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International DevelopmentIdeas, Experience, and Prospects$
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Bruce Currie-Alder, Ravi Kanbur, David M. Malone, and Rohinton Medhora

Print publication date: 2014

Print ISBN-13: 9780199671656

Published to Oxford Scholarship Online: April 2014

DOI: 10.1093/acprof:oso/9780199671656.001.0001

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Transitional Justice and Development

Transitional Justice and Development

Chapter:
(p.412) Chapter 24 Transitional Justice and Development
Source:
International Development
Author(s):

Pablo de Greiff

Publisher:
Oxford University Press
DOI:10.1093/acprof:oso/9780199671656.003.0025

Although transitional justice and development measures are frequently deployed in the same contexts, efforts to establish direct links between transitional justice and development are still nascent. Recent political events such as the “Arab Spring” movements, along with trends in thinking about development, suggest that programs within the two fields will be better integrated in the future. This chapter aims to clarify why such integration is desirable, and argues that development programs instituted in contexts where massive human rights violations have taken place should confront the legacies of such abuses. Justice is an inherent part of development, and also contributes instrumentally to the conditions that development requires. In particular, transitional justice may help societies overcome weakened agency and the depletion of civic trust by fostering recognition and promoting trust, effects that appeal to two main social mechanisms: norm-affirmation and the articulation and disarticulation of groups both formal and informal within society.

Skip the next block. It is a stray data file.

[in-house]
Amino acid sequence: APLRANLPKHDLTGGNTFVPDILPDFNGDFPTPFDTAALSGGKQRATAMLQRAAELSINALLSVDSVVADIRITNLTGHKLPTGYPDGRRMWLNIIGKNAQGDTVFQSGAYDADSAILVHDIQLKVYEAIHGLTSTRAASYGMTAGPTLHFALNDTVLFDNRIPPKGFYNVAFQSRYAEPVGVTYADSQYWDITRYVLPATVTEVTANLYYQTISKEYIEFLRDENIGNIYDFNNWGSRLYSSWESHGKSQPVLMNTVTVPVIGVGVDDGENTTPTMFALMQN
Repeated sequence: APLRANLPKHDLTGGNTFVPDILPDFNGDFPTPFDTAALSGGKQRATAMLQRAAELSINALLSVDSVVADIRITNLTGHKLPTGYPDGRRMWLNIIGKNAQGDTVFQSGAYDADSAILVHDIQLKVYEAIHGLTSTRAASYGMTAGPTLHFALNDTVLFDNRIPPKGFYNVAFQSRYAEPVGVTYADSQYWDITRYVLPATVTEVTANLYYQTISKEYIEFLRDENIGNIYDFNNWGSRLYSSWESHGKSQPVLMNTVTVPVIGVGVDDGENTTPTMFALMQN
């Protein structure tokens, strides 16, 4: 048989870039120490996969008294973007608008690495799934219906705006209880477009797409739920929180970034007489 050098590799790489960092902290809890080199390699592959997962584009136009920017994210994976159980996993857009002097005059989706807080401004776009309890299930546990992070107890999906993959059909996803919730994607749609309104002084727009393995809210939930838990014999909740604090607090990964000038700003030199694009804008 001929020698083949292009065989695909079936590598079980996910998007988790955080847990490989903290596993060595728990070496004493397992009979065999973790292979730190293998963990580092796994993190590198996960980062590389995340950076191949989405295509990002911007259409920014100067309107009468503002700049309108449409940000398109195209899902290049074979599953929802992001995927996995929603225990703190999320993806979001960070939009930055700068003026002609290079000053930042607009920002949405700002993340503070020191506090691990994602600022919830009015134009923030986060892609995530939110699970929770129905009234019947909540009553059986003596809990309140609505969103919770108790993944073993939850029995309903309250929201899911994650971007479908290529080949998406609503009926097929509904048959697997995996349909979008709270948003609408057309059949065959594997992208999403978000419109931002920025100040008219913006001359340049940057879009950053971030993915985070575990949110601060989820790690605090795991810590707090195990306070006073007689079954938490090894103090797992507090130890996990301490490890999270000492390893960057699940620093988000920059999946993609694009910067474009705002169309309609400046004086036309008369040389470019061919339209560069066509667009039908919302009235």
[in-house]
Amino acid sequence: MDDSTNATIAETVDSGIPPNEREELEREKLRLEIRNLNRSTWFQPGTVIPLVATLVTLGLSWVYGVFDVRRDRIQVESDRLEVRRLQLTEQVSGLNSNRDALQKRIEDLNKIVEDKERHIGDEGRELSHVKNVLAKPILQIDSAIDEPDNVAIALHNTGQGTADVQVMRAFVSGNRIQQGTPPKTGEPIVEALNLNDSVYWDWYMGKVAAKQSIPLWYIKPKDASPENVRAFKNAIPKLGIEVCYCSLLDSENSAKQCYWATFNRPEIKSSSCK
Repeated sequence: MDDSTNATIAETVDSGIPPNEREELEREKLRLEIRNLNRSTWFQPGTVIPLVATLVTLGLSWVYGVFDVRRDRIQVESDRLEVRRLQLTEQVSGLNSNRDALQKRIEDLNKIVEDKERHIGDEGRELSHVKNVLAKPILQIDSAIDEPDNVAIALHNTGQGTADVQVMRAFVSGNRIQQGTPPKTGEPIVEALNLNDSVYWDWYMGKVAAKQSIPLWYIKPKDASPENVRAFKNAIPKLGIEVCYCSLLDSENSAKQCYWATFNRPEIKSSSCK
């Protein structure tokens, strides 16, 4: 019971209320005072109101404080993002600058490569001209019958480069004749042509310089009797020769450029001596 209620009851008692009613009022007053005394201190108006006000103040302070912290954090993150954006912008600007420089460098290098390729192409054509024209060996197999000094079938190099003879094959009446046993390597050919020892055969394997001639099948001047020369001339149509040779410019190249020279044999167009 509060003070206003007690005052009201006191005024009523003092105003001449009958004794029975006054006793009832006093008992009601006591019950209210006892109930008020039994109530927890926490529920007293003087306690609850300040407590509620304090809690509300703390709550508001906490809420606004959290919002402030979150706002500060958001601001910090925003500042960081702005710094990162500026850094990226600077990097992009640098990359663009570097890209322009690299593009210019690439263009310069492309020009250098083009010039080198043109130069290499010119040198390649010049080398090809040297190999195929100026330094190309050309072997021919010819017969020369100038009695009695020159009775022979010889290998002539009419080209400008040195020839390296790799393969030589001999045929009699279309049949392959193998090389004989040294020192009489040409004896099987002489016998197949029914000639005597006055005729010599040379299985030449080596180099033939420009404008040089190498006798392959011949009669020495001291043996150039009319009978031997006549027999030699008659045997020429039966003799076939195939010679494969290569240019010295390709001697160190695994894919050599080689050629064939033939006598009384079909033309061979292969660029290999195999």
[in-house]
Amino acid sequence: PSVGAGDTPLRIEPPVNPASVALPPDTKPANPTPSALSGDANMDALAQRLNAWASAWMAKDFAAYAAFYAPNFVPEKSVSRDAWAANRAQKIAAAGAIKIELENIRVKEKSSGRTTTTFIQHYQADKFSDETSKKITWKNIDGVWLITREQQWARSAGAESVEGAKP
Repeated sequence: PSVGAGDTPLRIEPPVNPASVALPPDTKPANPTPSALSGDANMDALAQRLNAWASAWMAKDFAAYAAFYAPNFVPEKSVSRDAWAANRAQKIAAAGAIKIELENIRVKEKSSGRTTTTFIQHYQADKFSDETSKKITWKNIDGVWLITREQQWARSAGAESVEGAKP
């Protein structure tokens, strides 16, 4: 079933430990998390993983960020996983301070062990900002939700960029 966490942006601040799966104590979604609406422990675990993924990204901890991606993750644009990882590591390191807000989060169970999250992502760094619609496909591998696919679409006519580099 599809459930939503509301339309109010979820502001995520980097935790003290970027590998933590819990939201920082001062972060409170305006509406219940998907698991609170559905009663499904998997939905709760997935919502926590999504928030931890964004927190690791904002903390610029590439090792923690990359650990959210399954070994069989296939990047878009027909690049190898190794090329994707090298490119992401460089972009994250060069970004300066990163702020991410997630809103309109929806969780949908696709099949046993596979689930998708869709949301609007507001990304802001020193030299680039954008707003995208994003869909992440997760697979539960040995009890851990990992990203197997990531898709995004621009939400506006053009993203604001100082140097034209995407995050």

Keywords:   transitional justice, rule of raw, civic trust, social capital, human rights, development

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